How to Dispute a Chargeback and Win

Today’s ecommerce business walks a fine line between providing a frictionless customer experience and protecting themselves and their customers against fraud. And despite their attempts to do everything right, businesses often find themselves dealing with chargebacks. Why? Because chargebacks have become a business model for fraudsters. When companies can’t prevent chargebacks, they must have an approach to winning chargeback disputes.

But what does that look like?

Obviously, businesses want to avoid chargebacks by preventing fraud. But when you consider that friendly fraud and chargeback fraud have become so prevalent and hard to detect, businesses also need to do more than have a solid offense – they have to be willing to fight chargebacks.

This is critical, especially since a company’s chargeback ratio can get them into more financial trouble, with increasing fees and even chargeback monitoring programs. While the time and effort spent disputing chargebacks take a toll on revenue and productivity, the high costs related to out-of-control chargeback rates can be even more damaging.

Chargebacks cost the ecommerce industry about US$125 billion. For every $100 in chargebacks, the company loses $240.


What steps should companies take when they learn that they are subject to a chargeback?

First and foremost, determine whether a chargeback dispute even makes sense.


Is Your Chargeback Rate Accurate?

When Should Companies Dispute a Chargeback?

Some businesses see chargebacks as the cost of doing business. Usually, these are enterprise retailers that can assume the cost of lost sales, shipping, merchandise and fees. From their perspective, as long as they keep their chargeback rate under the 1% threshold, it may not be worth filing a dispute.

But that’s not the case for small and midsize businesses. They don’t have the luxury of eating all of the costs associated with chargebacks. In fact, too many chargebacks can be the downfall of a business dependent on every revenue dollar.

That’s why companies need to have criteria that make it worth expending the time, energy and resources needed to fight a chargeback.

Criteria for chargeback disputes

Companies should definitely dispute a chargeback in the following situations:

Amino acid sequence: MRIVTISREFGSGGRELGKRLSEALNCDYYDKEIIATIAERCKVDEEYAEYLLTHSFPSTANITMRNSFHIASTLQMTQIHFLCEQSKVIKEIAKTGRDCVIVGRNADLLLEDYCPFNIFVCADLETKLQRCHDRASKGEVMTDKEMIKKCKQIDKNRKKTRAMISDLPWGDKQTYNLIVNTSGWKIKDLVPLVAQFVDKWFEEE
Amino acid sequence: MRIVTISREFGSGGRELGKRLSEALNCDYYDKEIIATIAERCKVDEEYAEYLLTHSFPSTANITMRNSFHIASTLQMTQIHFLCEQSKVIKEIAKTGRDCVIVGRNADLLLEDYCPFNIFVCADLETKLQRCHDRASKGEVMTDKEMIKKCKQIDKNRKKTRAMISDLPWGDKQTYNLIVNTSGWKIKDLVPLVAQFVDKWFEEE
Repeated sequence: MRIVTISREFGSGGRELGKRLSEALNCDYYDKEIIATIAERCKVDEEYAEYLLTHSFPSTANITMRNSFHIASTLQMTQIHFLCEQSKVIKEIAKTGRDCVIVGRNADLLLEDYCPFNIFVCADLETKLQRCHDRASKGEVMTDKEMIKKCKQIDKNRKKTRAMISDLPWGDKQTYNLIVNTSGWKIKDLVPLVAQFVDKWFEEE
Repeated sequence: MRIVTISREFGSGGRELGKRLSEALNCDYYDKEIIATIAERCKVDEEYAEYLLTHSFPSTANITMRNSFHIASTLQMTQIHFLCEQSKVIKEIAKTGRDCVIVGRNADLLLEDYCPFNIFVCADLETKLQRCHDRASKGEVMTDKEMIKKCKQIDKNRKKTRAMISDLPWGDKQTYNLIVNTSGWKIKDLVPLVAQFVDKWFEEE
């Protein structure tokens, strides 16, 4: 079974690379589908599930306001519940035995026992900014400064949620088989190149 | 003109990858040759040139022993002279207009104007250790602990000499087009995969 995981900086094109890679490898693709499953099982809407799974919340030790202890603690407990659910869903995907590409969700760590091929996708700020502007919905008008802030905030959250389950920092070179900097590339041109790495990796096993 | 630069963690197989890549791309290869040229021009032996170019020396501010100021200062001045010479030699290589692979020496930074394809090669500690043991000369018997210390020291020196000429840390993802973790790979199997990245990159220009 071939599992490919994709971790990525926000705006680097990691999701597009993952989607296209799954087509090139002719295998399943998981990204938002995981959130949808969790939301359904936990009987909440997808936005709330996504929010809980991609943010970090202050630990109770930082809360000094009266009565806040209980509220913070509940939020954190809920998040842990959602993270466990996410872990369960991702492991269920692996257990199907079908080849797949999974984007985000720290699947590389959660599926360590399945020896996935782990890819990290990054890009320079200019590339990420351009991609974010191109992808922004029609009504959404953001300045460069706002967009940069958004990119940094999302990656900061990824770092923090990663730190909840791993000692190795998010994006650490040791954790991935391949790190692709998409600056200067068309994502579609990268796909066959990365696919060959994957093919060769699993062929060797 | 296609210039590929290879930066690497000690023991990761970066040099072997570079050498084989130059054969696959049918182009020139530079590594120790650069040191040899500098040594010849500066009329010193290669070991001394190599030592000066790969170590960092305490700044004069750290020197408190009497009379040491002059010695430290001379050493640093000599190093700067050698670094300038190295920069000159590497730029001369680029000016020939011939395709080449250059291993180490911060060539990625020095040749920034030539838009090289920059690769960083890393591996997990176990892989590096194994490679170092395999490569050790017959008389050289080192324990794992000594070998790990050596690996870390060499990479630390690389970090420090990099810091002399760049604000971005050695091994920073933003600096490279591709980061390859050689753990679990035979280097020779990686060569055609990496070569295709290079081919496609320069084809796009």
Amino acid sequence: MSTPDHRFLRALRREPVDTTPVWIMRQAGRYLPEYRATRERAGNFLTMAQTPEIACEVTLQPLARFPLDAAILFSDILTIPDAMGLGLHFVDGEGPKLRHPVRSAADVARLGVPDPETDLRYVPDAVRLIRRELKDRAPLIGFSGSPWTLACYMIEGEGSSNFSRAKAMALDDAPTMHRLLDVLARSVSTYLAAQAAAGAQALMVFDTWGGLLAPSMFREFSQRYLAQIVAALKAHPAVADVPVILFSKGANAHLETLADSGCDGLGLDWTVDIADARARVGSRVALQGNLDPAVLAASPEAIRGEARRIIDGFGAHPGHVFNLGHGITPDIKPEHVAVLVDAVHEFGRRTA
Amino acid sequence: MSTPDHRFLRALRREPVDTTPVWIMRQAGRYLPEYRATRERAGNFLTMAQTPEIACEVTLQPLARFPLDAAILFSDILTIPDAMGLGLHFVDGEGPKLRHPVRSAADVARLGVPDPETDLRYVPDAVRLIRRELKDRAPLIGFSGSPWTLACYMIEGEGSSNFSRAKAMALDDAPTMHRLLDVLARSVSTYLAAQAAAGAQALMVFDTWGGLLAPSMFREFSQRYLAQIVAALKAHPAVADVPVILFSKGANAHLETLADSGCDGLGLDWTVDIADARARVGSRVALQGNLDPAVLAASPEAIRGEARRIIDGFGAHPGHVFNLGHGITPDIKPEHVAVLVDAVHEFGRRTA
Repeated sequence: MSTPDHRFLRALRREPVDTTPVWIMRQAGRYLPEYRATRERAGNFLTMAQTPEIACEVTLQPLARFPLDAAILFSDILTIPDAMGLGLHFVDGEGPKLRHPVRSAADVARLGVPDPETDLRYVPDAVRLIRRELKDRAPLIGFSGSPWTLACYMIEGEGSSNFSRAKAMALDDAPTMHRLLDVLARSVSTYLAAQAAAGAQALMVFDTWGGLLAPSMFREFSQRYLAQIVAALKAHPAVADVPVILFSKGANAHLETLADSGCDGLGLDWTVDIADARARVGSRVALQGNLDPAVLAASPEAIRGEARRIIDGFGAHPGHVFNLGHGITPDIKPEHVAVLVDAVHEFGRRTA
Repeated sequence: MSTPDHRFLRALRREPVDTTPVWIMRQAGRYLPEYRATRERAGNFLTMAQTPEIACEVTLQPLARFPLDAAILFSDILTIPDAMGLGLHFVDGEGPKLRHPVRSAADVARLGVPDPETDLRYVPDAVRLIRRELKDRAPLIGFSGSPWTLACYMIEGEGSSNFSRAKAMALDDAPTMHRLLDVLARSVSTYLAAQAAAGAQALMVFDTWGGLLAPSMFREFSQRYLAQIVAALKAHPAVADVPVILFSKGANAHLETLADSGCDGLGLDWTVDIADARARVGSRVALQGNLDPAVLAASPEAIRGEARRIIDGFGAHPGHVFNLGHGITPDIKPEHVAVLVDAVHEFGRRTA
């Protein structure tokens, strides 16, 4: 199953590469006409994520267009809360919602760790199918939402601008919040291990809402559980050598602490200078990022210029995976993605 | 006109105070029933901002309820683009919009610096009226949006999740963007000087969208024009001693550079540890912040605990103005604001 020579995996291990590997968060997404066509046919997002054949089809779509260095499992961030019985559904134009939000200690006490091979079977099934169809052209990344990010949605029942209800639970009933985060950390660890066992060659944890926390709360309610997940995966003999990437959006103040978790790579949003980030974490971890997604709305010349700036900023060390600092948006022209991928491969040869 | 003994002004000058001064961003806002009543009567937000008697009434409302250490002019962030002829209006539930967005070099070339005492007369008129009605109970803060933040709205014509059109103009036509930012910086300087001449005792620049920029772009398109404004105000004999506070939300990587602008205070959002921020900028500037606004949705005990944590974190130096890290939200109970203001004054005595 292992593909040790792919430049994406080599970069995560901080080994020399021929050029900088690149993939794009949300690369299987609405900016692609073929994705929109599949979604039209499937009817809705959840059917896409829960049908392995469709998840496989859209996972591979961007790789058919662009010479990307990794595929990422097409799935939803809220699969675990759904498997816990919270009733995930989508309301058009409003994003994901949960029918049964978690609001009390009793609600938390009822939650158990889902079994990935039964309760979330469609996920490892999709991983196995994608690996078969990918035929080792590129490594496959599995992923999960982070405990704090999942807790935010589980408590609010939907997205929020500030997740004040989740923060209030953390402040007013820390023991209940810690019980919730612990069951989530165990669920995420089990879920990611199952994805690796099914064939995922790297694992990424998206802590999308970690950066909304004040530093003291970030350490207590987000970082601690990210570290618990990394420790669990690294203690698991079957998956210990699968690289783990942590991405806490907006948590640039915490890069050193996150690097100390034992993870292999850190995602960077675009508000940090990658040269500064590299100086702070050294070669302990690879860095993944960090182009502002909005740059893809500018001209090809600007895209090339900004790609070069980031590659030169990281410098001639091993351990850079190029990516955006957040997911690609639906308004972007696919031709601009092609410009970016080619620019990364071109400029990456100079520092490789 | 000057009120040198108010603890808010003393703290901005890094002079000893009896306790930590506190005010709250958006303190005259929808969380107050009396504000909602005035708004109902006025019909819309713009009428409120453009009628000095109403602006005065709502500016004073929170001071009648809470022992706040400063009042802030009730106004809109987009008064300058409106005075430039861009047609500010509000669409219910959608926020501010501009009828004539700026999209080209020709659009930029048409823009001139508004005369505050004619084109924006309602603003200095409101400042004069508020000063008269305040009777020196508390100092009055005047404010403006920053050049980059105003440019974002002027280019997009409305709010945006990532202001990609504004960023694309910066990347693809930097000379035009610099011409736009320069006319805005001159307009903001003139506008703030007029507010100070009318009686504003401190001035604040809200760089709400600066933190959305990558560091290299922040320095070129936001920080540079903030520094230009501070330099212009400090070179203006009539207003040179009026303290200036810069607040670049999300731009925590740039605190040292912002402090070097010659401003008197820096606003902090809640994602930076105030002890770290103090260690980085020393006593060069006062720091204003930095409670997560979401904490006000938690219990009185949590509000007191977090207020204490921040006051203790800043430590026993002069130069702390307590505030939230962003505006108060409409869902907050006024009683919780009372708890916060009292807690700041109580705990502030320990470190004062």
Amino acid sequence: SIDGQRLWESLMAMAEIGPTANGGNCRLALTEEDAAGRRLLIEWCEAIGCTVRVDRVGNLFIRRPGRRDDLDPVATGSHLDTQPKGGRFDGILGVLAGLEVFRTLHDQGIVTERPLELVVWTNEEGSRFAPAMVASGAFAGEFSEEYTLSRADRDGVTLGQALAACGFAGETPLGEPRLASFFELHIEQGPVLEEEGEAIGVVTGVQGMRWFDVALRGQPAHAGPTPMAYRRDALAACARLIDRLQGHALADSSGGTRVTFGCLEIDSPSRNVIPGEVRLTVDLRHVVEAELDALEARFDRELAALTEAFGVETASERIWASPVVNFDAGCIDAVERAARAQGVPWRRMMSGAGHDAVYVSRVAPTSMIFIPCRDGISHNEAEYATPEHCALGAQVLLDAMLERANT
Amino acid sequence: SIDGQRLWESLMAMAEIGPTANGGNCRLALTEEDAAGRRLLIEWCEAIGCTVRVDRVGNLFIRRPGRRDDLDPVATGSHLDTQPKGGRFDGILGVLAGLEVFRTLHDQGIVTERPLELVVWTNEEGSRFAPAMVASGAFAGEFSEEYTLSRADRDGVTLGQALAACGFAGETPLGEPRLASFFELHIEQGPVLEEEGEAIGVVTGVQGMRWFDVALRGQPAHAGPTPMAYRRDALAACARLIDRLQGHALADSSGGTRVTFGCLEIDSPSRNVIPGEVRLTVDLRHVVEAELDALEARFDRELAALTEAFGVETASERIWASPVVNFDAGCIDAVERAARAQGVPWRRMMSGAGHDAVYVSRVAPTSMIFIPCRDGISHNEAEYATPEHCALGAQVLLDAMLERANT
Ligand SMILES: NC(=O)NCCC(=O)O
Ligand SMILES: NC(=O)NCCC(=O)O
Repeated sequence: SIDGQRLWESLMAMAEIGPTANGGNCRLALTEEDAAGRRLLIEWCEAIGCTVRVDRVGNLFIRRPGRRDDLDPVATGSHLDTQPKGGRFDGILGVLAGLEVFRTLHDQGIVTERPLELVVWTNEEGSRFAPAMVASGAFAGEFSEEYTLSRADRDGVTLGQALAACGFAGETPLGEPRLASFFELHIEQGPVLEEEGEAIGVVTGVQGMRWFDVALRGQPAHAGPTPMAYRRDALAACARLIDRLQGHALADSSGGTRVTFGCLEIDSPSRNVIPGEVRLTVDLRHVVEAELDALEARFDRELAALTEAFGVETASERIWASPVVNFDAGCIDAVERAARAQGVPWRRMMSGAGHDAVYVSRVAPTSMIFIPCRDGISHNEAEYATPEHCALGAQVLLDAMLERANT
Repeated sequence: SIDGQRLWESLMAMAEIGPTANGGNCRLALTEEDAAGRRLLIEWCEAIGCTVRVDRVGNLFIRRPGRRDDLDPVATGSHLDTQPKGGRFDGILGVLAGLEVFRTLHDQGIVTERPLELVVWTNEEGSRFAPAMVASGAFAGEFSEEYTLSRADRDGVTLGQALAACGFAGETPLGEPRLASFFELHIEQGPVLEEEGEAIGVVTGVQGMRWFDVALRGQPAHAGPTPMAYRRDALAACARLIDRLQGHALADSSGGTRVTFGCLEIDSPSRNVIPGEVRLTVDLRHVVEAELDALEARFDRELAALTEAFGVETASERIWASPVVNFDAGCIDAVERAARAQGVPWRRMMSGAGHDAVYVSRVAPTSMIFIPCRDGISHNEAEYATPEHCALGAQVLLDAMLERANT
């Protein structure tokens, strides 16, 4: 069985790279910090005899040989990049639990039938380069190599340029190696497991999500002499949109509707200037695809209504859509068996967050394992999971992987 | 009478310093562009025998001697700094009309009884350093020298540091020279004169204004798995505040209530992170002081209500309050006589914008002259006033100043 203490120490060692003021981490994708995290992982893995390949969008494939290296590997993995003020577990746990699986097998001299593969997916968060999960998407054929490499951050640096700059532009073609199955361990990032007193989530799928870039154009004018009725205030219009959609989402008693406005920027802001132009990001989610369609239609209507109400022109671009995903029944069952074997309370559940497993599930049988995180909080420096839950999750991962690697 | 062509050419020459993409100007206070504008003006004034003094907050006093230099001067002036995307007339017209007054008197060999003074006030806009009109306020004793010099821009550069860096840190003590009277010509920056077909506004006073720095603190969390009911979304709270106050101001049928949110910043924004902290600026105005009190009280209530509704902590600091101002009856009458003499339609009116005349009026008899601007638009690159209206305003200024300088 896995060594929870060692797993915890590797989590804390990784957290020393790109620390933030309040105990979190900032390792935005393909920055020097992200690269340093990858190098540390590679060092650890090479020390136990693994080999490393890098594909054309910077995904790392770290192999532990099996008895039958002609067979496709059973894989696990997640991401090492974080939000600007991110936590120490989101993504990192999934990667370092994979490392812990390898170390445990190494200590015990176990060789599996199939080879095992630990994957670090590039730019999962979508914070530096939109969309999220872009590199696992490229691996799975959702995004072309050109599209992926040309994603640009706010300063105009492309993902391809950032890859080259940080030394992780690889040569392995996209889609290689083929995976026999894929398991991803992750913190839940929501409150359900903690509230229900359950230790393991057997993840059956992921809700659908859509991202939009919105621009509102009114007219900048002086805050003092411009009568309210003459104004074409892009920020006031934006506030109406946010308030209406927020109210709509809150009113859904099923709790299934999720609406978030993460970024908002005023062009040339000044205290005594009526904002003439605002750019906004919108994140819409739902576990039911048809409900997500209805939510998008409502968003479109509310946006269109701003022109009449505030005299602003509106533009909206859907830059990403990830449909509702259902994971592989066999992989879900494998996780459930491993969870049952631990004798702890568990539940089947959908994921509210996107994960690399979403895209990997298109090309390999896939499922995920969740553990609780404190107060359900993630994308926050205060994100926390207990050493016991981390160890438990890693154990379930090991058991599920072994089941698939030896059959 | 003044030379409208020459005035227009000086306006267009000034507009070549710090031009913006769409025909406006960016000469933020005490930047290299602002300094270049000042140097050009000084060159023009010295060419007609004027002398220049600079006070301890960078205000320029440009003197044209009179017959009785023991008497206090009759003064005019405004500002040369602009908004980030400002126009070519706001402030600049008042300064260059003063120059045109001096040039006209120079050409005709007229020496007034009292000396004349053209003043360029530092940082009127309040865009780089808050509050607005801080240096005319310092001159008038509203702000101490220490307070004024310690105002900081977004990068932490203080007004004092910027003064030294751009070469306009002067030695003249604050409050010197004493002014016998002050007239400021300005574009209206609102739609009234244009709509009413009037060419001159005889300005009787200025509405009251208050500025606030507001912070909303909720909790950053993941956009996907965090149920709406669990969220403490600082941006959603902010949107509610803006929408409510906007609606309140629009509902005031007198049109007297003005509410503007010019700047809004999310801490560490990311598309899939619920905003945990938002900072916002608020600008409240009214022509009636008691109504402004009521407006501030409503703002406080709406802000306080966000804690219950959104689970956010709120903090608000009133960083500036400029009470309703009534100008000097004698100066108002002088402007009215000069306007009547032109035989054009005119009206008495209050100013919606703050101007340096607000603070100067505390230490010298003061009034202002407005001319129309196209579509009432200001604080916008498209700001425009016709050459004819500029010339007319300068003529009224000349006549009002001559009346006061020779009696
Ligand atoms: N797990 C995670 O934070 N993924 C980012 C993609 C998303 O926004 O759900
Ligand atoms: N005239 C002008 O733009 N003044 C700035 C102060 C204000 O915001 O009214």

• They are confident the transaction was legitimate and want to put a stop to customers who take advantage of them. About 86% of chargebacks are deemed fraudulent, and 40% of customers who file one fraudulent chargeback will file another within 90 days.
  • They have compelling evidence to refute the chargeback.
  • They’ve already refunded the purchase. This is where a customer is committing chargeback fraud – an increasingly common problem in the post-pandemic era.
  • The cost of disputing the chargeback is less than the chargeback-related costs. For example, if a company is nearing the point where they might be put on a monitoring program and incur more fees, it’s worth it to dispute almost every chargeback.

Once the decision to dispute a chargeback has been made, the real work starts. Now it’s time to dive into the reason for the chargeback.

What Is the Chargeback Reason Code?

For every chargeback, a card issuer assigns a reason code that clearly describes why the customer is challenging the transaction. Some reason codes are more frequently abused than others, which can contribute to data analysis about fraud trends and activity. Using this data to identify patterns helps prevent chargebacks – it also helps companies make a case when disputing a chargeback.

In fact, Visa issued a new rule in April 2023 – referred to as “Compelling Evidence 3.0,” which gives ecommerce businesses more options when presented with a chargeback. Specifically, the new rule can be used to reverse the transaction fraud status associated with Reason Code 10.4: Other fraud, card-absent environment, when the situation allows.

Essentially, the rule allows businesses to present at least two other undisputed transactions processed on the same card within the last 120 days. This is great news for companies that track transaction data because it can be used in the chargeback dispute process.

One last point to note on this: card issuers modify their reason codes and their rules, which means businesses need to keep of those changes or risk losing chargeback disputes.

All of this is good, but if companies miss the opportunity to dispute a chargeback, it’s all for nothing.


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When Is the Response Deadline?

Card issuers have strict and well-documented deadlines that every business must follow when disputing a chargeback. Businesses must know how much time they have to respond to a chargeback dispute and be prepared to submit their compelling evidence within that time frame. It’s also essential to stay apprised of changes card issuers make to their chargeback procedures.

For example: